"C'est si bon" is a French popular song composed in 1947 by Henri Betti with the lyrics by André Hornez.
Cabaret is a form of theatrical entertainment featuring music, song, dance, recitation, or drama.
Cannabis, also known as marijuana among other names, is a psychoactive drug from the ''Cannabis'' plant intended for medical or recreational use.
The Carlyle Hotel, A Rosewood Hotel, known formally as The Carlyle, is a combination luxury and residential hotel located at 35 East 76th Street on the northeast corner of Madison Avenue and East 76th Street, in the Upper East Side area of New York City.
Casbah is a 1948 American film noir crime musical film directed by John Berry starring Yvonne DeCarlo, Tony Martin, Peter Lorre and Märta Torén.
Catwoman is a fictional character appearing in American comic books published by DC Comics, commonly in association with the superhero Batman.
The Central Intelligence Agency (CIA) is a civilian foreign intelligence service of the United States federal government, tasked with gathering, processing, and analyzing national security information from around the world, primarily through the use of human intelligence (HUMINT).
Charles Haskell Revson (October 11, 1906 – August 24, 1975) was an American businessman and philanthropist.
Charles George Patrick Shaughnessy, 5th Baron Shaughnessy (born 9 February 1955) is a television, theatre, and film actor.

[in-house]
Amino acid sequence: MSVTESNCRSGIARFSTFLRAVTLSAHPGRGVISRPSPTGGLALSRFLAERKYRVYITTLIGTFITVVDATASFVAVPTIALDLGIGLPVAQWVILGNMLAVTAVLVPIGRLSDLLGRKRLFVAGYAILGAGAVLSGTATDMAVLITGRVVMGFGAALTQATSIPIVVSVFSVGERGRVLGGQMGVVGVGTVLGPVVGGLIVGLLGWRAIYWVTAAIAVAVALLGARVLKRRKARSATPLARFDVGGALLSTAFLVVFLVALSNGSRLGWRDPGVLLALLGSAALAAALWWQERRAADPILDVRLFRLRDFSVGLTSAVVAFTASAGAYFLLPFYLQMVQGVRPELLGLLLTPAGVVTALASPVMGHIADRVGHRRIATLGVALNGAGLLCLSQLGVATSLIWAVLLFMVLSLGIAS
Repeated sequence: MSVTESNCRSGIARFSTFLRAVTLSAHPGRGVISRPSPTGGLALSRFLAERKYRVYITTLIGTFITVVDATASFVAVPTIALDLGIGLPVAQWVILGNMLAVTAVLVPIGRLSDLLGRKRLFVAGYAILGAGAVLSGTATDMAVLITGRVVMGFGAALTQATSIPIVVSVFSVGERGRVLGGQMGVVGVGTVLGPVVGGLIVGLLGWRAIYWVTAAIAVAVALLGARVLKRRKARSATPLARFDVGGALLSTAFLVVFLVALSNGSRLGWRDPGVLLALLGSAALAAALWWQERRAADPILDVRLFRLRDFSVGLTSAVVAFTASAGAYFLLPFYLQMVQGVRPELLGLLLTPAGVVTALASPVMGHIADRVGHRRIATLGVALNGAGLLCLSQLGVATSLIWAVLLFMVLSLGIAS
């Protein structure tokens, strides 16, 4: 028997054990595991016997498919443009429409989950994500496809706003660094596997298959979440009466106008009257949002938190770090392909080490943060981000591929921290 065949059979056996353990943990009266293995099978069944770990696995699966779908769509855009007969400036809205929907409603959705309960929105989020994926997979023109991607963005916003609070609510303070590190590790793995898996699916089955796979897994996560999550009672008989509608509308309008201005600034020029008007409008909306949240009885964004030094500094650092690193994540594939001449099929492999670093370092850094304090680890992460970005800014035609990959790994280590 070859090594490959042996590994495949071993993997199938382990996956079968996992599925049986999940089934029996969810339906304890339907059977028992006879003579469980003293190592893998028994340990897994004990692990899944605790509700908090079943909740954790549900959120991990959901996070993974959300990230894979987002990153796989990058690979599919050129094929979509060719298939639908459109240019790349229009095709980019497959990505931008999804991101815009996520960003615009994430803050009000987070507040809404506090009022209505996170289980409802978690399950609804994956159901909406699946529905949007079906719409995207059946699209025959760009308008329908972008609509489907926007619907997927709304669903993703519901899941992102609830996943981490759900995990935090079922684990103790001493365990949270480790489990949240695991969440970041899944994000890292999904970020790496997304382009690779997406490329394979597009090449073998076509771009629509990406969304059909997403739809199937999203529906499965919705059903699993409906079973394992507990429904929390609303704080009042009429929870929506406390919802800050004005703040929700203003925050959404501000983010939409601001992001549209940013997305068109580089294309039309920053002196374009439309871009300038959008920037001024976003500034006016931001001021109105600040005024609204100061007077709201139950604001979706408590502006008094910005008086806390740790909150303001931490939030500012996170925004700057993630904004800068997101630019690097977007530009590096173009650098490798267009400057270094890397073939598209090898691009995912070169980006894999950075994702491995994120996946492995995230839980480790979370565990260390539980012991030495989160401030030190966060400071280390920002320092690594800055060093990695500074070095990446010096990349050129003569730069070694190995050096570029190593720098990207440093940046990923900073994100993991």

The Cherokee (translit or translit) are one of the indigenous peoples of the Southeastern Woodlands.
Chita Rivera (born January 23, 1933) is an American actress, dancer, and singer best known for her roles in musical theatre.
A chorus line is a large group of dancers who together perform synchronized routines, usually in musical theatre.
Christmas is an annual festival commemorating the birth of Jesus Christ,Martindale, Cyril Charles.
Cinderella (Cenerentola, Cendrillon, Aschenputtel), or The Little Glass Slipper, is a folk tale embodying a myth-element of unjust oppression and triumphant reward.
Rodgers and Hammerstein's Cinderella is a musical written for television, with music by Richard Rodgers and a book and lyrics by Oscar Hammerstein II.
The Circle Star Theatre was a performing arts venue in San Carlos, San Mateo County, California.
Civil and political rights are a class of rights that protect individuals' freedom from infringement by governments, social organizations, and private individuals.
Colorectal cancer (CRC), also known as bowel cancer and colon cancer, is the development of cancer from the colon or rectum (parts of the large intestine).
Connecticut is the southernmost state in the New England region of the northeastern United States.
The Dance Club Songs chart is a weekly chart published exclusively by Billboard in the United States.
Dance music is music composed specifically to facilitate or accompany dancing.
The David H. Koch Theater is a theater for ballet, modern and other forms of dance, part of the Lincoln Center for the Performing Arts located at the intersection of Columbus Avenue and 63rd Street in New York City, United States.
This is a list of winners of the Daytime Emmy Award for Outstanding Performer In An Animated Program.
Decca Records is a British record label established in 1929 by Edward Lewis.
Delloreese Patricia Early (July 6, 1931 – November 19, 2017), known professionally as Della Reese, was an American jazz and gospel singer, actress, and ordained minister whose career spanned seven decades.